Policy Brief: Development Needs in Syrian Camps Within Turkey

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  • Topic: Turkey, Syria, Recep Tayyip Erdoğan
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Development Needs in Syrian Camps within Turkey

Stephen Stanis
March 5, 2013
INTS 2180
Professor O’Dell

Intended Audience:
Antonio Guterres
High Commissioner
The UN Refugee Agency

Summary:
The massive exodus of refugees from Syria puts immense strain on the countries around it, in particular the nation of Turkey, oftentimes the point of stability in the Middle East. Turkey currently harbors somewhere between 185,000 to 200,000 refugees – numbers increase by the day. Turkey “alone says it has spent some $700 million setting up 17 refugee camps, with more under construction. But the country's disaster and relief management body, AFAD, said last week the actual cost of caring for the refugees was closer to $1.5 billion” (Burch, Reuters). However, as the numbers of refugee continue to increase – 400,000 alone in January (Burch)– Turkey’s infrastructure is sure to, and has begun to, find numerous areas in which they are failing to help the refugees adequately, and as the refugee population continues to grow to the largest in the world, these cracks in the infrastructure are sure to multiply. Eventually, these camps will begin to become even more underfunded then they already are. The content provided in this policy brief provides for five major recommendations, each calling for actions combatting various difficulties and problems stemming from the crisis. Chiefly among the recommendations is a increased cooperation your organization, the UNHCR, the Red Crescent, the major aid organization in Turkey currently, and secondly the Republic of Turkey, who the two organizations cooperation would benefit and ease the burden off of. Another problem to be addressed is the continued education of the Syrian refugee youth, combated by the expansion of a school system using the Syrian curriculum but also teaching Turkish for a better future within Turkey. Also, a shipment of emergency goods to better accommodate the refugees for Turkey’s climate, as well as water-system developments to better accommodate a long-term community. In addition, a call for the set-up of internationally protected zones inside Syria in order to better protect fleeing civilians, as advocated by Turkish Prime Minister Tayyip Erdogan, with installation of better protection against cross-border rocket attacks perpetrated by Syria directed at the refugee camps. Altogether, the expected investment the UNHCR would be making would in fact be a matching total with what Turkey inputs into their efforts from here on, a self-monitoring way of making sure Turkey upholds it side of the bargain, yet still accommodating for the rising number of refugees.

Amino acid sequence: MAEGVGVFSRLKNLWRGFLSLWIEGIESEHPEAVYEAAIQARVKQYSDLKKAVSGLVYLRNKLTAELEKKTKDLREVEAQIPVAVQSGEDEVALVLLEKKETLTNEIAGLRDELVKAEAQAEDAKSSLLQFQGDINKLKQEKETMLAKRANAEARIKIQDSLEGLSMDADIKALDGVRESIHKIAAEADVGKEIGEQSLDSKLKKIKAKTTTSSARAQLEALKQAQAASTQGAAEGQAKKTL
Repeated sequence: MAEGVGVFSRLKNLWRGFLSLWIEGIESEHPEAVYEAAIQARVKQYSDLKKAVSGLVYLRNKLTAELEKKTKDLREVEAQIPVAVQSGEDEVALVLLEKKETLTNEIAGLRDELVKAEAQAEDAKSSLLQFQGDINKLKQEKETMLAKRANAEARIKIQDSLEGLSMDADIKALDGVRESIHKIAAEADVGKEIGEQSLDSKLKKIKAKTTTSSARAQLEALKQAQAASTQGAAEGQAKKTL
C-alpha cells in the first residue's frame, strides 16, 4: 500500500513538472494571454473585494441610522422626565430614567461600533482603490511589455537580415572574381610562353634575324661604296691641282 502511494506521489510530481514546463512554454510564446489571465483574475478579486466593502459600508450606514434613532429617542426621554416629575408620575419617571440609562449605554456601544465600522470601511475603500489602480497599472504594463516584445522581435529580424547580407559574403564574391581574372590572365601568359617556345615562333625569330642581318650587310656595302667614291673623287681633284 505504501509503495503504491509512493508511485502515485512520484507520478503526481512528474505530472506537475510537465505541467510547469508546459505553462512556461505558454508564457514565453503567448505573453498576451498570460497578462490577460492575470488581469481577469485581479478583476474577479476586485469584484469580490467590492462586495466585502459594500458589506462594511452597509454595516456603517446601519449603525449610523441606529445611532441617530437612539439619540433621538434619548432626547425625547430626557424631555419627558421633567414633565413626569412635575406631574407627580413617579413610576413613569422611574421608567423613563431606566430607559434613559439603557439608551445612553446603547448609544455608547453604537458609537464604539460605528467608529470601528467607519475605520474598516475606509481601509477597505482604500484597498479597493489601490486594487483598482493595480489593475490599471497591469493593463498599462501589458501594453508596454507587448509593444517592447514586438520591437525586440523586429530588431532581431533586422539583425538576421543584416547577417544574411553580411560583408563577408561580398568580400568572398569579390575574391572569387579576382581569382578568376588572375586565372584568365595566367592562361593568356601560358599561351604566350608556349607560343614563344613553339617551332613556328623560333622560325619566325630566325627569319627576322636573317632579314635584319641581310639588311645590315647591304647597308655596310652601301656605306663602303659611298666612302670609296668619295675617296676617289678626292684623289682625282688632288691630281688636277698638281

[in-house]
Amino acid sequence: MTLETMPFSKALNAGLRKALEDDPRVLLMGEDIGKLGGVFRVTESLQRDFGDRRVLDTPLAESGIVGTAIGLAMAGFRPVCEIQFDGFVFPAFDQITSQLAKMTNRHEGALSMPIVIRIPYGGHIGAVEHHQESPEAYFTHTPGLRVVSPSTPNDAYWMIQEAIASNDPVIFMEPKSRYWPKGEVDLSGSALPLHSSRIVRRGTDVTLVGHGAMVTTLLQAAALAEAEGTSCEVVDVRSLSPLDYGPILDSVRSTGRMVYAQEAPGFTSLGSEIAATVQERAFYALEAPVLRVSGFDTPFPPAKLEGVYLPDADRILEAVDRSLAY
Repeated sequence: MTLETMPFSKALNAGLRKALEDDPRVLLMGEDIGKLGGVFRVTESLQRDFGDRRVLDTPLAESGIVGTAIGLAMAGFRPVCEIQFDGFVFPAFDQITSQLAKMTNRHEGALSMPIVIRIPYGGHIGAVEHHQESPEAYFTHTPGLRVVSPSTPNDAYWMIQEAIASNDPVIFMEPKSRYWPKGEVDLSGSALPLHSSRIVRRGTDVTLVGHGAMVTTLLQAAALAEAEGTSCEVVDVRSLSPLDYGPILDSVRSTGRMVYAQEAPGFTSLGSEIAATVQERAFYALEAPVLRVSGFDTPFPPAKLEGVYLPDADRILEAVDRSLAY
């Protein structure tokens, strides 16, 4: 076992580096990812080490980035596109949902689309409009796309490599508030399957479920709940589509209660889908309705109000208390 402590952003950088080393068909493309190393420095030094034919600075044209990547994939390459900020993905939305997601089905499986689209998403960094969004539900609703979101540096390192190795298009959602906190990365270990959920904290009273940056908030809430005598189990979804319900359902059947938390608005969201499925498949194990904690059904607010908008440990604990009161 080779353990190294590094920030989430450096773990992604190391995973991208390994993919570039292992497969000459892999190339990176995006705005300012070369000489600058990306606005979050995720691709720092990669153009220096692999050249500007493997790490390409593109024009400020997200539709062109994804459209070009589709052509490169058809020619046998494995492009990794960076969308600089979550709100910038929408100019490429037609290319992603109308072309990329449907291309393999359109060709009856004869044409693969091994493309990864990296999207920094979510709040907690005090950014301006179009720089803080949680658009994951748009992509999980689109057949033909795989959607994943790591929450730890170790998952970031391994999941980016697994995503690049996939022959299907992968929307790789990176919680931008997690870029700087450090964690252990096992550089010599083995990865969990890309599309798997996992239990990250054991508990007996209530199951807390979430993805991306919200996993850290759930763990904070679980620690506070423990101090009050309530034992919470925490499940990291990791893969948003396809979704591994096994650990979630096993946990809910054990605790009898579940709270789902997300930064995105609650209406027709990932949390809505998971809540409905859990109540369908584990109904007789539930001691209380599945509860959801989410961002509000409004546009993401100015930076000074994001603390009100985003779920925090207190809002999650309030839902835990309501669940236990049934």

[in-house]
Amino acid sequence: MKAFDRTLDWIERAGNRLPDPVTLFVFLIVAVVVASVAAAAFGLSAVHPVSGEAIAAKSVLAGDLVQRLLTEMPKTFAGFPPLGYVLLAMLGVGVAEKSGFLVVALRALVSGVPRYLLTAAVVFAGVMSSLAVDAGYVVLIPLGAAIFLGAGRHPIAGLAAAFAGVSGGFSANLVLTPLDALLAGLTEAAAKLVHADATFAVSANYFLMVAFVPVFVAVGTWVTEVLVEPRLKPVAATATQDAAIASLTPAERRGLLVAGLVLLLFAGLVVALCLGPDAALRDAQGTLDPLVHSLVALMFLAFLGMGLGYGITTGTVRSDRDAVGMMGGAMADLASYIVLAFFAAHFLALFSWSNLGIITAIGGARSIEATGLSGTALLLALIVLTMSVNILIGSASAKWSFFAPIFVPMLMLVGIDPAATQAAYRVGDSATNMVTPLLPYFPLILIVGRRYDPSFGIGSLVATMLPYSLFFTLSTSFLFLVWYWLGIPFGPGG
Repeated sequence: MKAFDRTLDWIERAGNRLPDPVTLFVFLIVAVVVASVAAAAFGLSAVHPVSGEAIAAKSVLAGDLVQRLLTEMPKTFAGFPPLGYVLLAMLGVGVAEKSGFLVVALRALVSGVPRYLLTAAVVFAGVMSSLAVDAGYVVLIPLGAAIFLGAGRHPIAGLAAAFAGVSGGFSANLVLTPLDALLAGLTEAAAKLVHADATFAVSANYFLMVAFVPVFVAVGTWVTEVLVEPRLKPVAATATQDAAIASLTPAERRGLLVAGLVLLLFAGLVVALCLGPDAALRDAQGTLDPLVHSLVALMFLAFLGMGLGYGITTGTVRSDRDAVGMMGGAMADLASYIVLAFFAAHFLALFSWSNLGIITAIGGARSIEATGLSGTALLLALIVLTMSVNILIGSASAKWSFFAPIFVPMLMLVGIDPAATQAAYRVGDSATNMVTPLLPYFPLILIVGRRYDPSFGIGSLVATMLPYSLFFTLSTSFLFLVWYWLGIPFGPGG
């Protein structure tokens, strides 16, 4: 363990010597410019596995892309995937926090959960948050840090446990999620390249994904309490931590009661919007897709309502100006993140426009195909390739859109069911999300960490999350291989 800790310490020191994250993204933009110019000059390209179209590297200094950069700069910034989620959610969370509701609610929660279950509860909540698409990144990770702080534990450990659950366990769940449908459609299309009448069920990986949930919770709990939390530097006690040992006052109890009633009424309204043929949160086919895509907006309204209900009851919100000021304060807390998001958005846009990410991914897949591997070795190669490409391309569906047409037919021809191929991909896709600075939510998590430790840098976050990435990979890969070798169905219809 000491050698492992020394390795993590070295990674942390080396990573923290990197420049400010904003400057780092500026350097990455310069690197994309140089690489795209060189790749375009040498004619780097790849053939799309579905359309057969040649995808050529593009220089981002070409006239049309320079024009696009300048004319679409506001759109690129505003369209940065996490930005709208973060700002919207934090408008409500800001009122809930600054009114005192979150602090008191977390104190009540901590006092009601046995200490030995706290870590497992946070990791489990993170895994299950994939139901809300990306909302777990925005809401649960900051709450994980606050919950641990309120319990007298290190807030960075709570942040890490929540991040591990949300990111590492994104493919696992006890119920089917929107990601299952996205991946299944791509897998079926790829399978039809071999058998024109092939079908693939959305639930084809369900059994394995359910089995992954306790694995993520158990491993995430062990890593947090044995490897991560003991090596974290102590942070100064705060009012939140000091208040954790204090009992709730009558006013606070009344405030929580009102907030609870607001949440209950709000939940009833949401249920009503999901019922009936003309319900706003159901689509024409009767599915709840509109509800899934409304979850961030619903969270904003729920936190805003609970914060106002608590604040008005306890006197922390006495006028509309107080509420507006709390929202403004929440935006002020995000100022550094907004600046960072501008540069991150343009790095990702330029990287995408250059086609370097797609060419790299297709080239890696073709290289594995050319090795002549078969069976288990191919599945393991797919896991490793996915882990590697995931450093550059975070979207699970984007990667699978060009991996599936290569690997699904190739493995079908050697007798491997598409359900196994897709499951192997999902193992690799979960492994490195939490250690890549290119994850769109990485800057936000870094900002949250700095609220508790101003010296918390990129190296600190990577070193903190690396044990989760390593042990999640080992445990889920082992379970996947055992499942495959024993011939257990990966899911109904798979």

The Problem:
Your organization, the U.N. refugee body, UNHCR, has already said that the Syrian refugee crisis will be the world’s largest by the end of the year if no solution is found to the conflict and the rate of refugees leaving Syria continues. At the current rate, the end of the year mark would top 3 million – the largest refugee population in the world: “The number of Syrian refugees, already past the million mark, could triple to 3m by the end of the year if no solution is found to the conflict and continues at the current rate, the Telegraph reported based on a statement of UNHCR” (Armunanto). When a single refugee population is larger than the vast majority of smaller nations in the world, the implications that their treatment and future can have on the world is enormous. Within this population lies the future of a nation, as well as the stability of the Middle East. Accounting for their needs and future difficulties could be a boon for the region, however neglecting the problem could lead to disastrous implication for the future not only of Syria, but its citizens as well. The nations around Syria, including Turkey, have had a hard time accommodating the refugees, as well as keeping up with demands. Turkey currently has devoted $600 million to the 17 refugee camps accommodating what the most...
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